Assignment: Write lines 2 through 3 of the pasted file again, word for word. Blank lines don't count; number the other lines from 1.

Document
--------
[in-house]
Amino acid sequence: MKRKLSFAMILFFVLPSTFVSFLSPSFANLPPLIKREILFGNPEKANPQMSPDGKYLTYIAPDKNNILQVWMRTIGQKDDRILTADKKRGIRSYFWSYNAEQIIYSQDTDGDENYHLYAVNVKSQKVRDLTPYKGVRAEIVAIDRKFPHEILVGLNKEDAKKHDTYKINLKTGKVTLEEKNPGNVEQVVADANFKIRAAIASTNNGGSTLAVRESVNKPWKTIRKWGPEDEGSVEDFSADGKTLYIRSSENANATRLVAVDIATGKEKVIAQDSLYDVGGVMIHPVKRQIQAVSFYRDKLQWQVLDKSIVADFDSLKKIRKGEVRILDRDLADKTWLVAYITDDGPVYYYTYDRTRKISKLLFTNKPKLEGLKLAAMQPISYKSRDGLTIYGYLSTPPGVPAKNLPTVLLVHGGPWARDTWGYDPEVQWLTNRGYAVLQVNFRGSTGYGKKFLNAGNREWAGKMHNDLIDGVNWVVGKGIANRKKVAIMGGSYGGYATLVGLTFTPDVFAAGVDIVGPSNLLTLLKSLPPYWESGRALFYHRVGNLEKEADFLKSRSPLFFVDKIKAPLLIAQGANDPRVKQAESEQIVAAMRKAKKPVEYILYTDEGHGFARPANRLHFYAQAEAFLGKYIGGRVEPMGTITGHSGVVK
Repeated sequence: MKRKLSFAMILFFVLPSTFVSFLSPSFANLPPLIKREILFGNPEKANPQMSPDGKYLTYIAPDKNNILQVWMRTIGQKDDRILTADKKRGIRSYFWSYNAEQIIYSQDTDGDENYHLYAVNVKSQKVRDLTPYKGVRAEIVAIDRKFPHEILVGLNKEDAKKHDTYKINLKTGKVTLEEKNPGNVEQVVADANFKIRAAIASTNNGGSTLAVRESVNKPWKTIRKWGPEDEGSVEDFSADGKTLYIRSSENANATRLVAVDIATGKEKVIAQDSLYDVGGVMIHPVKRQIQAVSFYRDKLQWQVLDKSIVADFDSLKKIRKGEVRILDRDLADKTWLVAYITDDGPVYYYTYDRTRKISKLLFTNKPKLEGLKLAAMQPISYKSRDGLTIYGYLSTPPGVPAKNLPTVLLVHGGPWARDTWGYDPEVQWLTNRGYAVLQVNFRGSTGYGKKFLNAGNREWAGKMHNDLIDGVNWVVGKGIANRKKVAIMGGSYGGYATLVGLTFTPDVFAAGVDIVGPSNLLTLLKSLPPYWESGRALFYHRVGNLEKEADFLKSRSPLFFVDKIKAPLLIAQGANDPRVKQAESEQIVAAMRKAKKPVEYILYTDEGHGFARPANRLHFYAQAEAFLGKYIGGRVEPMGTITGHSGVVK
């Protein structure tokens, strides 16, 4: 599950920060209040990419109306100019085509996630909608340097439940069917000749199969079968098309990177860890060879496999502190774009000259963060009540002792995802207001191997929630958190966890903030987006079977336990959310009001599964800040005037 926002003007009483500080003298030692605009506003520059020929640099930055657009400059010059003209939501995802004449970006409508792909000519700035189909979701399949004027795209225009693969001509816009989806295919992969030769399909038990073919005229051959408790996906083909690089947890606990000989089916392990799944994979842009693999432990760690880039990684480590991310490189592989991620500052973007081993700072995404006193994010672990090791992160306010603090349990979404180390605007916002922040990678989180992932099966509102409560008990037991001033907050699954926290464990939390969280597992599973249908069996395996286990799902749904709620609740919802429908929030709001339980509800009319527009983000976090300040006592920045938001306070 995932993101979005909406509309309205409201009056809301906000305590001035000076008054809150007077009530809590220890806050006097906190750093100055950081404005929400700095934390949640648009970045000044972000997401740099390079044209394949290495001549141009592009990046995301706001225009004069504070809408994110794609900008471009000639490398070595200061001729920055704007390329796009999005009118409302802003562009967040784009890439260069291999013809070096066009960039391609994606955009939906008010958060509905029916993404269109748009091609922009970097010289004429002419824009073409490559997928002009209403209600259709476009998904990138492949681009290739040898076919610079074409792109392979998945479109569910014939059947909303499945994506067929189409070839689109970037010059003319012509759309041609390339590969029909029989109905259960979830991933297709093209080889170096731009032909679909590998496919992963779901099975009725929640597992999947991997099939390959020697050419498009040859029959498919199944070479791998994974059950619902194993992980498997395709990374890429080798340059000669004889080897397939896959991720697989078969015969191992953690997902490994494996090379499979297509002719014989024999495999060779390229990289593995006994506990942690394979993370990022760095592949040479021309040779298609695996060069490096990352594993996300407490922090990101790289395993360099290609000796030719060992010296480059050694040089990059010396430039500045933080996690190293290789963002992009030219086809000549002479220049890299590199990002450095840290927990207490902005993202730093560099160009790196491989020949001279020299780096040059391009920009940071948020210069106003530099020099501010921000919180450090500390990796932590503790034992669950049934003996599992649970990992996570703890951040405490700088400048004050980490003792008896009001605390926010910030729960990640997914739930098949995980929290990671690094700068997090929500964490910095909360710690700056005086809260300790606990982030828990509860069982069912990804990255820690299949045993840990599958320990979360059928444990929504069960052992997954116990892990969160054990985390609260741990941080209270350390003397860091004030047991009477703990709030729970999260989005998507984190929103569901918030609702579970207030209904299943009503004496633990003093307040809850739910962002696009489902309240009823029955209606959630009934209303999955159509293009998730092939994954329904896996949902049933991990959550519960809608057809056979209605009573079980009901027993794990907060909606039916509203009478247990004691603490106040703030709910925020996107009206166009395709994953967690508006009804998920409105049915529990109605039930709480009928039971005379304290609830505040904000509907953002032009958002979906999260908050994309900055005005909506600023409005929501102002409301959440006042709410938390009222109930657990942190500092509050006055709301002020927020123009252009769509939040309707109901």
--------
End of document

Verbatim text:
Amino acid sequence: MKRKLSFAMILFFVLPSTFVSFLSPSFANLPPLIKREILFGNPEKANPQMSPDGKYLTYIAPDKNNILQVWMRTIGQKDDRILTADKKRGIRSYFWSYNAEQIIYSQDTDGDENYHLYAVNVKSQKVRDLTPYKGVRAEIVAIDRKFPHEILVGLNKEDAKKHDTYKINLKTGKVTLEEKNPGNVEQVVADANFKIRAAIASTNNGGSTLAVRESVNKPWKTIRKWGPEDEGSVEDFSADGKTLYIRSSENANATRLVAVDIATGKEKVIAQDSLYDVGGVMIHPVKRQIQAVSFYRDKLQWQVLDKSIVADFDSLKKIRKGEVRILDRDLADKTWLVAYITDDGPVYYYTYDRTRKISKLLFTNKPKLEGLKLAAMQPISYKSRDGLTIYGYLSTPPGVPAKNLPTVLLVHGGPWARDTWGYDPEVQWLTNRGYAVLQVNFRGSTGYGKKFLNAGNREWAGKMHNDLIDGVNWVVGKGIANRKKVAIMGGSYGGYATLVGLTFTPDVFAAGVDIVGPSNLLTLLKSLPPYWESGRALFYHRVGNLEKEADFLKSRSPLFFVDKIKAPLLIAQGANDPRVKQAESEQIVAAMRKAKKPVEYILYTDEGHGFARPANRLHFYAQAEAFLGKYIGGRVEPMGTITGHSGVVK
Repeated sequence: MKRKLSFAMILFFVLPSTFVSFLSPSFANLPPLIKREILFGNPEKANPQMSPDGKYLTYIAPDKNNILQVWMRTIGQKDDRILTADKKRGIRSYFWSYNAEQIIYSQDTDGDENYHLYAVNVKSQKVRDLTPYKGVRAEIVAIDRKFPHEILVGLNKEDAKKHDTYKINLKTGKVTLEEKNPGNVEQVVADANFKIRAAIASTNNGGSTLAVRESVNKPWKTIRKWGPEDEGSVEDFSADGKTLYIRSSENANATRLVAVDIATGKEKVIAQDSLYDVGGVMIHPVKRQIQAVSFYRDKLQWQVLDKSIVADFDSLKKIRKGEVRILDRDLADKTWLVAYITDDGPVYYYTYDRTRKISKLLFTNKPKLEGLKLAAMQPISYKSRDGLTIYGYLSTPPGVPAKNLPTVLLVHGGPWARDTWGYDPEVQWLTNRGYAVLQVNFRGSTGYGKKFLNAGNREWAGKMHNDLIDGVNWVVGKGIANRKKVAIMGGSYGGYATLVGLTFTPDVFAAGVDIVGPSNLLTLLKSLPPYWESGRALFYHRVGNLEKEADFLKSRSPLFFVDKIKAPLLIAQGANDPRVKQAESEQIVAAMRKAKKPVEYILYTDEGHGFARPANRLHFYAQAEAFLGKYIGGRVEPMGTITGHSGVVK